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From Bedsores to Global Health Care: Insights from Nightingale’s Notes on Nursing

Ayello, Elizabeth A. PhD, MS, BSN, RN, CWON, ETN, MAPWCA, FAAN

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Advances in Skin & Wound Care: May 2020 - Volume 33 - Issue 5 - p 237-238
doi: 10.1097/01.ASW.0000658604.86284.f2
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Let whoever is in charge keep this simple question in her head, not how can I always do this right thing myself, but how can I provide for this right thing to be always done?1

A little over 100 years after the printing of Nightingale’s Notes on Nursing, it was required reading as part of the professional nursing course at the City University of New York where I was a nursing student. Nightingale’s timeless ideas and hints resonated with me and became a foundation upon which to build my professional nursing career. To re-read Notes on Nursing again, nearly five decades later, through the eyes of an experienced board-certified wound and ostomy nurse, educator, and researcher reminded me that Nightingale’s important principles still have relevance for today’s practice.

Let me share with you some of my insights as a global expert nurse in skin and wound care that nursing students or beginning nurses might want to consider as they begin their practice journey. Just as Nightingale illustrated her hints with clinical examples, I have included some exemplars from today’s nursing practice. Many of my clinical examples will be from my specialty practice.


The most important practical lesson that can be given to nurses is to teach them what to observe—how to observe—what symptoms indicate improvement—what the reverse—which are of importance—which are of none—which are evidence of neglect—and of what kind of neglect… But if you cannot get the habit of observation one way or the other, you had better give up the being a nurse, for it is not your calling, however kind and anxious you may be.1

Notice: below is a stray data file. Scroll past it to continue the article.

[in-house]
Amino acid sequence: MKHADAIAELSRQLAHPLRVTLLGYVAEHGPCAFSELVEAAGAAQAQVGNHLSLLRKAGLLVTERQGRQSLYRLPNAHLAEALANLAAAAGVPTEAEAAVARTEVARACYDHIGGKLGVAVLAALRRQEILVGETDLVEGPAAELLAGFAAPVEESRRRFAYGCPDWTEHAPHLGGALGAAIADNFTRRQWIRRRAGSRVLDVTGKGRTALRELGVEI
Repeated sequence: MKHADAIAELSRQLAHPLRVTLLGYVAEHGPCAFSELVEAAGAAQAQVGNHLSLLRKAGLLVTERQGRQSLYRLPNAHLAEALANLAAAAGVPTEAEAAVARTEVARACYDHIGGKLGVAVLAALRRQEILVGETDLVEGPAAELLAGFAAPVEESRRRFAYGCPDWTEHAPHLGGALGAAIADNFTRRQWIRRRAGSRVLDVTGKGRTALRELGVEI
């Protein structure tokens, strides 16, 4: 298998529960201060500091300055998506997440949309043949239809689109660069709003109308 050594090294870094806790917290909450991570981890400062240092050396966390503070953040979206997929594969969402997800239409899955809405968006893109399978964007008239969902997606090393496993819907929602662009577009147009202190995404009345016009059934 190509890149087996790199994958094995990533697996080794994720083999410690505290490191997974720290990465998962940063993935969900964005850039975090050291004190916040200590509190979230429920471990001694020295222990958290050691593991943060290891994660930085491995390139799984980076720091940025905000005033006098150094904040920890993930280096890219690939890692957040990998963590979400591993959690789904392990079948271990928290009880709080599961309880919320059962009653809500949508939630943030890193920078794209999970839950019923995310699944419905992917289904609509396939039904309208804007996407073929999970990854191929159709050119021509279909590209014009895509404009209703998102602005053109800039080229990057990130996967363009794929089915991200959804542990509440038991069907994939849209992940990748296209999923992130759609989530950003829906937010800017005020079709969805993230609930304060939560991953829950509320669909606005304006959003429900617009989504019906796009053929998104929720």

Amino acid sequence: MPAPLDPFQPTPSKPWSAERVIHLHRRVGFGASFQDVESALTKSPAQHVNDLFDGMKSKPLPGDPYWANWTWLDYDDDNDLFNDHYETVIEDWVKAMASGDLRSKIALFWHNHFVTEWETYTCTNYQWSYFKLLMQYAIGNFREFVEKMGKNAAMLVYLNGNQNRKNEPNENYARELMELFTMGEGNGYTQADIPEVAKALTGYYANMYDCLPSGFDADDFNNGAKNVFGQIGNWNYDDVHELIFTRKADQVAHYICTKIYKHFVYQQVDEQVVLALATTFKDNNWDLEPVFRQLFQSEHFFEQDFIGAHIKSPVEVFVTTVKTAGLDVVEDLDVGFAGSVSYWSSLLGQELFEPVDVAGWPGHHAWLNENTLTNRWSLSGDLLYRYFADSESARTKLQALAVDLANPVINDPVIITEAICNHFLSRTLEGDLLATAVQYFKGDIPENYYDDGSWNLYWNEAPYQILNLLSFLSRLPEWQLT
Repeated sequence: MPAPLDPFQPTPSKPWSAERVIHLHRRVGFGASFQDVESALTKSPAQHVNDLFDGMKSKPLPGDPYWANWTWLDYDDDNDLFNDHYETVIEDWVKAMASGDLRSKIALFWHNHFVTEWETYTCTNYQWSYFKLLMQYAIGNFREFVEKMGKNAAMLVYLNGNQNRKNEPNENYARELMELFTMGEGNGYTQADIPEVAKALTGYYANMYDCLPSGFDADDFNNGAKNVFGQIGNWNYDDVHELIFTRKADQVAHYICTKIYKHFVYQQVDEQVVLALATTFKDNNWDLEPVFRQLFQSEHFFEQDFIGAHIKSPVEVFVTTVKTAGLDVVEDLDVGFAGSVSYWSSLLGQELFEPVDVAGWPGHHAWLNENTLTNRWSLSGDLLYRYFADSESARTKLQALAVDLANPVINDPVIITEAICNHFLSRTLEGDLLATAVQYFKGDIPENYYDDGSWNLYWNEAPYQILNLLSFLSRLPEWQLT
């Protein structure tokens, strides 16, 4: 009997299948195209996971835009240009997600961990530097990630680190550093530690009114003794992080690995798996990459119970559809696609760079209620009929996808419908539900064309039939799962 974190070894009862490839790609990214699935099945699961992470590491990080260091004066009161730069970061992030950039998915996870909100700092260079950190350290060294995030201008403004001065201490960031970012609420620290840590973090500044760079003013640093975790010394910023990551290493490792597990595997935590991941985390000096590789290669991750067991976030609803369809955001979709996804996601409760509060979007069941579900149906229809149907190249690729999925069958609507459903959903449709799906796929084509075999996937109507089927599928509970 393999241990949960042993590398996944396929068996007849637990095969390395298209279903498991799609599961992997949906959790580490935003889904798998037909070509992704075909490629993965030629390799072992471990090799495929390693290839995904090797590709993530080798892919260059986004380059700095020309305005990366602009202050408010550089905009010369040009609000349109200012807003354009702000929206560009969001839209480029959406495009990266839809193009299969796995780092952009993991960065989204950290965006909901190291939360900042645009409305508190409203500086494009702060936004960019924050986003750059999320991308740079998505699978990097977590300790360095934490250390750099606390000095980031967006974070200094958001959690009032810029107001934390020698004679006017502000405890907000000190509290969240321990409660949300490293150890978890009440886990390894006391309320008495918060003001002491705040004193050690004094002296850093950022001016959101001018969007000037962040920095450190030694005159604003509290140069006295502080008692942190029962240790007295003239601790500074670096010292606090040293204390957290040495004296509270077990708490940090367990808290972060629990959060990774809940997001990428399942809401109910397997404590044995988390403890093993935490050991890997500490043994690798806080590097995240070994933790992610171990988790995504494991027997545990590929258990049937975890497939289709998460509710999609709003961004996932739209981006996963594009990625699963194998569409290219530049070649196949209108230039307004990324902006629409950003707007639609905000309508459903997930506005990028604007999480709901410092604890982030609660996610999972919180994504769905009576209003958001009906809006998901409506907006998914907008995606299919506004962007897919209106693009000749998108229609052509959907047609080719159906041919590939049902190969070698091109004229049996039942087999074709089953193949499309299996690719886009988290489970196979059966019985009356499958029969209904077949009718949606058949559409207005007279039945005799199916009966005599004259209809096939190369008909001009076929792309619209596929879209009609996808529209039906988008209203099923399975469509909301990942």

Nurses are still the main professionals who are present and monitor patients in most care settings 24/7. Being able to see obvious changes in a patient as well as smaller, more subtle changes is critical and may make the difference between life and death for the patient. Today, there exists technology for physical assessment that Nightingale could only dream of: infrared thermometers to detect Charcot foot deformities and undiagnosed infection in the feet of people with diabetes, pulse oximeters to determine oxygen saturation level, sensors that can alert nurses to BP increases or lack of patient mobility (both of which are implicated in the development of pressure injuries), and communication techniques to assist the nurse in a holistic assessment of the patient.

However, just making the observation and understanding its importance is not enough; it must be communicated to other members of the healthcare team, especially physicians. Nightingale said, “In all diseases it is important, but in diseases which do not run a distinct and fixed course, it is not only important, it is essential that the facts the nurse alone can observe, should be accurately observed, and accurately reported to the doctor.”1 She was right; the importance of timely and thorough interprofessional communication, verbal and written, cannot be emphasized enough.


As a board-certified wound and ostomy nurse, I believe one particular quote is sometimes misunderstood: “If a patient is cold, if a patient, is feverish, if a patient is faint, if he is sick after taking food, if he has a bed-sore, it is generally the fault not of the disease, but of the nursing.”1 Notice that she wrote nursing, not nurse. Critically, Nightingale further explains that “by this I do not mean that the nurse is always to blame,” but rather proposes that the system the nurse is practicing within “often make[s] it impossible to nurse.”1 Thus, although some believe they are a nursing-sensitive indicator, bedsores (now called pressure injuries) are really a measure of a care system within which the entire interprofessional team works to preserve skin integrity. Nightingale’s principles to reduce bedsores required the nurse to look at the whole system of care practice. These principles are still relevant today, as the CMS’ hospital-acquired condition of pressure injury must be addressed.

My work of looking at pressure injuries as a systems problem rather than a nurse problem was used by the Institute for Healthcare Improvement in its work to reduce the incidence and prevalence of pressure injuries. Likewise, it was the basis of the highly successful New Jersey Hospital Association statewide collaborative that reduced pressure injuries by 68% across the 150 care partners (including hospitals, long-term-care facilities, and hospice). We must eliminate blame and focus on care processes across the system of care instead.